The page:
Moral of my story is if you are scared, we all have been there. Look at me, I’ve been riding over 12 years with groups and my first of the season still makes me nervous! Ride with friends, and loved ones. Be strong and ride. If you are scared, go off the front or fall off the back. Ride with someone that knows your level and what you are capable. Follow them, ask them questions, and if you still are worried we are here for you. Let us know how we can help you!
Today was foretasted as a beautiful days, at its peak it was meant to hit 55º and be the gorgeous Carolina Blue skies that I love dearly! When I left my house this morning at 8am, it wasn’t close to 55º and I would bet it was closer to 20º in the shade.
Why am I telling you all this?
Never Under Dress on Your Bicycle
My upper body was warm, I decided to wear a long sleeve jersey and my team thermal wind-stop jacket. I didn’t wear long pants, nor warm gloves figuring that knee warmers and tall wool socks plus long fingered gloves would cut it.
It didn’t. 3/4 through the ride my right foot was numb and my legs had the burn of the cold. I didn’t complain, I did go slower but I didn’t complain to my riding partners.
As I entered the shower, I didn’t realize how cold I really was. I looked down at my bare naked legs and could see exactly the areas that my knee warmers or socks didn’t cover. There was a 3″ line between my socks and knee warmers and again around my hip area that looked like a sunburn, and god did it hurt when the warm water hit it. I quickly shout out for a camera from my girlfriend to take a picture of my legs. I didn’t need to hurry her as the lines are still there 6 hours later.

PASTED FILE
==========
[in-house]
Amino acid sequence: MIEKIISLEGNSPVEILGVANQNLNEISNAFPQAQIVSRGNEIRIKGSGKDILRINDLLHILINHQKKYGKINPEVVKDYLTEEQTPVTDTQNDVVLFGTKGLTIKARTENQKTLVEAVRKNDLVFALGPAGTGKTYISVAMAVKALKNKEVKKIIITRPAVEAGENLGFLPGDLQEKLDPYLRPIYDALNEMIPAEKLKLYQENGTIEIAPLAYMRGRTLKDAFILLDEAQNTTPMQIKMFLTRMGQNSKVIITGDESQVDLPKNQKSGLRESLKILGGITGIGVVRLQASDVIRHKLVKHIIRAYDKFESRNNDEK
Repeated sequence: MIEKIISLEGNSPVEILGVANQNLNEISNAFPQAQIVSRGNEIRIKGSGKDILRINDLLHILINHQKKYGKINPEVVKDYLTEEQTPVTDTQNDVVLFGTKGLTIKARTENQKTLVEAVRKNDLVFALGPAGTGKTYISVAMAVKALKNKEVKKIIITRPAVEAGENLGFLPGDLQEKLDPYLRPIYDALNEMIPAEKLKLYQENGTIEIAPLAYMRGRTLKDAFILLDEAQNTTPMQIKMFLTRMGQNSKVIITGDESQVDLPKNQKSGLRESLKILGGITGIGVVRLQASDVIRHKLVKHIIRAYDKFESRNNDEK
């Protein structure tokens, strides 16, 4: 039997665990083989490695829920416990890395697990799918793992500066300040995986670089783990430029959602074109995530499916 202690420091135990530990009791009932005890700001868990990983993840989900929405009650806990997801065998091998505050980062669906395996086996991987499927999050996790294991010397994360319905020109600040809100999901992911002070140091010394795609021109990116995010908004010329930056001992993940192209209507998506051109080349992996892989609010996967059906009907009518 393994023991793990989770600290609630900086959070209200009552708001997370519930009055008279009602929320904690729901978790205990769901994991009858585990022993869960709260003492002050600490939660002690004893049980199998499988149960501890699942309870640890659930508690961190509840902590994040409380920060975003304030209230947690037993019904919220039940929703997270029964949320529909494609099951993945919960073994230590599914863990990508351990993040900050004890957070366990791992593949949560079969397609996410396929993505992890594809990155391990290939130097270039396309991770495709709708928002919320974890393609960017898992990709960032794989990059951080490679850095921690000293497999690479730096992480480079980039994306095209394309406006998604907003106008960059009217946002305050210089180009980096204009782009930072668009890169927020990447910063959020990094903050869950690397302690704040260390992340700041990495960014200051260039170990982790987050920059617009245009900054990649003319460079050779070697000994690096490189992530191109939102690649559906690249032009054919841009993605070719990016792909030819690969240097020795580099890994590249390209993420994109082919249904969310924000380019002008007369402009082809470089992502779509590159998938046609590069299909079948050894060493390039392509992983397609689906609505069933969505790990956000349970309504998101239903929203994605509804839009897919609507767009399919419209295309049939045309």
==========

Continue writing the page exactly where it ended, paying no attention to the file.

Windburned Cycling Legs
I’ve never done this one before, and I can promise you I never will again.
There are reasons that daytime running lights have become standard on many cars, they add safety. It would be obvious to cyclist to add this extra level of safety to their daily bike rides, even during the daylight.
A Customer’s Story
Two years ago a good customer of the bike shop I was managing was literally run over by a car. She was on a quiet road during the mid day, with 4 open lanes around her. The customer is now healthy and able to bike again, but it was a touch and go case. The owner of the bike shop kept the fork off her run over bike in reminder of the actions we take when riding our bike. The driver of the car had a pretty standard reply, “I didn’t even see the person!” The cyclist was in a very shady part of the road and even though it was sunny out, she was camouflaged by her surroundings.
“I didn’t even see the person!”
As a cyclist and a driver I know this can sometimes be the case. When lighting is bad, clothing is dark and the cyclist blends into the scenery. With so many other distractions for drivers to checking in on, phone, radio or the screaming baby in the back, I push everyone to give them better time to see you.
Brighter clothing and not riding in the gutter can help this. My big push to every person I’ve ever sold a bike to that is going to be ridden on the road is a light. Buying batteries once a month is much cheaper than your life, and with most lights viewable 2,000+ feet behind I’ll take it.
From Facebook and Twitter
Several people chimed in on our Facebook and Twitter accounts to answer the question about riding with their blinky light on during the day.
Tawny Yambrovich I see other cyclists do it in daylight and it is virtually invisible; therefore it is a waste of batteries, and a waste of resources (reducing your use of batteries means fewer in landfills or needing recycling).
Tawny, I agree with you that normally a light isn’t viewable but in that one low light situation I would rather be wasting a bit more than wasting my life.
Josh Lipton Something really bright like the Planet Bike SuperFlash on flash mode is bright enough to easily catch people’s eyes even in broad daylight. I figure the sooner other road users see you, the better.
Amen. Give motorist a heads up that you are riding, most people aren’t used to riding around cyclist and they need prepared.